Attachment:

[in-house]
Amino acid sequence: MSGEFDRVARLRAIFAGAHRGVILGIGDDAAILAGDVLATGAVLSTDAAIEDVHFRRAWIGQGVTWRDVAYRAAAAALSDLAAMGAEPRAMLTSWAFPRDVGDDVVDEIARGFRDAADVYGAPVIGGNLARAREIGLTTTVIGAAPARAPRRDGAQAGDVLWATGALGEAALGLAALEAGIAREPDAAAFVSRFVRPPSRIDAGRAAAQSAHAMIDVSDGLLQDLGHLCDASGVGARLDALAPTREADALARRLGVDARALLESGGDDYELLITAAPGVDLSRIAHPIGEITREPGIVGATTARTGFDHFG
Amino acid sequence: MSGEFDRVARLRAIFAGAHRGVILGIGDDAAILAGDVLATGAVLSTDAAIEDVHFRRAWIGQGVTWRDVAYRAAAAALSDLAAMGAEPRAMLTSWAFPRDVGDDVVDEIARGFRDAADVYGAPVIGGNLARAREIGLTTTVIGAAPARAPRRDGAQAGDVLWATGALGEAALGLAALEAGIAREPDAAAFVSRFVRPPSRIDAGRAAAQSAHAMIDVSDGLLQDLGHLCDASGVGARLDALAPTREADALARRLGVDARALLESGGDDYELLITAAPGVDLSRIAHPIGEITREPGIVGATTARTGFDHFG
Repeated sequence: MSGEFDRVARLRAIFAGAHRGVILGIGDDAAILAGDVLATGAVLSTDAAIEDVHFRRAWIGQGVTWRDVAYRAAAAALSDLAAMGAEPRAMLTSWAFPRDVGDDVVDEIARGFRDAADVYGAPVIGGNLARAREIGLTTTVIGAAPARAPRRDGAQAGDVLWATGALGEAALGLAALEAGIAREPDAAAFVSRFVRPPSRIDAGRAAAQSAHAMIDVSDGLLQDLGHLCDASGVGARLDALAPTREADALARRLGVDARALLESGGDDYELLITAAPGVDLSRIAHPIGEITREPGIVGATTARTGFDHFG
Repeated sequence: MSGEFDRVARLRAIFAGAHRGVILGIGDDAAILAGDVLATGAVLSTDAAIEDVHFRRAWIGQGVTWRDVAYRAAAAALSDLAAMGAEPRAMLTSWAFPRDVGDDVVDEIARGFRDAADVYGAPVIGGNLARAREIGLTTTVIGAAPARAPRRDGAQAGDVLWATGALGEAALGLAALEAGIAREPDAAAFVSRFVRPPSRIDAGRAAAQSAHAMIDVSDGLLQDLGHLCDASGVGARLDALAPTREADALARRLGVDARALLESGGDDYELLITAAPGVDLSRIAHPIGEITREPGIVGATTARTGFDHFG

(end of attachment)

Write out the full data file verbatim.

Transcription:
[in-house]
Amino acid sequence: MSGEFDRVARLRAIFAGAHRGVILGIGDDAAILAGDVLATGAVLSTDAAIEDVHFRRAWIGQGVTWRDVAYRAAAAALSDLAAMGAEPRAMLTSWAFPRDVGDDVVDEIARGFRDAADVYGAPVIGGNLARAREIGLTTTVIGAAPARAPRRDGAQAGDVLWATGALGEAALGLAALEAGIAREPDAAAFVSRFVRPPSRIDAGRAAAQSAHAMIDVSDGLLQDLGHLCDASGVGARLDALAPTREADALARRLGVDARALLESGGDDYELLITAAPGVDLSRIAHPIGEITREPGIVGATTARTGFDHFG
Amino acid sequence: MSGEFDRVARLRAIFAGAHRGVILGIGDDAAILAGDVLATGAVLSTDAAIEDVHFRRAWIGQGVTWRDVAYRAAAAALSDLAAMGAEPRAMLTSWAFPRDVGDDVVDEIARGFRDAADVYGAPVIGGNLARAREIGLTTTVIGAAPARAPRRDGAQAGDVLWATGALGEAALGLAALEAGIAREPDAAAFVSRFVRPPSRIDAGRAAAQSAHAMIDVSDGLLQDLGHLCDASGVGARLDALAPTREADALARRLGVDARALLESGGDDYELLITAAPGVDLSRIAHPIGEITREPGIVGATTARTGFDHFG
Repeated sequence: MSGEFDRVARLRAIFAGAHRGVILGIGDDAAILAGDVLATGAVLSTDAAIEDVHFRRAWIGQGVTWRDVAYRAAAAALSDLAAMGAEPRAMLTSWAFPRDVGDDVVDEIARGFRDAADVYGAPVIGGNLARAREIGLTTTVIGAAPARAPRRDGAQAGDVLWATGALGEAALGLAALEAGIAREPDAAAFVSRFVRPPSRIDAGRAAAQSAHAMIDVSDGLLQDLGHLCDASGVGARLDALAPTREADALARRLGVDARALLESGGDDYELLITAAPGVDLSRIAHPIGEITREPGIVGATTARTGFDHFG
Repeated sequence: MSGEFDRVARLRAIFAGAHRGVILGIGDDAAILAGDVLATGAVLSTDAAIEDVHFRRAWIGQGVTWRDVAYRAAAAALSDLAAMGAEPRAMLTSWAFPRDVGDDVVDEIARGFRDAADVYGAPVIGGNLARAREIGLTTTVIGAAPARAPRRDGAQAGDVLWATGALGEAALGLAALEAGIAREPDAAAFVSRFVRPPSRIDAGRAAAQSAHAMIDVSDGLLQDLGHLCDASGVGARLDALAPTREADALARRLGVDARALLESGGDDYELLITAAPGVDLSRIAHPIGEITREPGIVGATTARTGFDHFG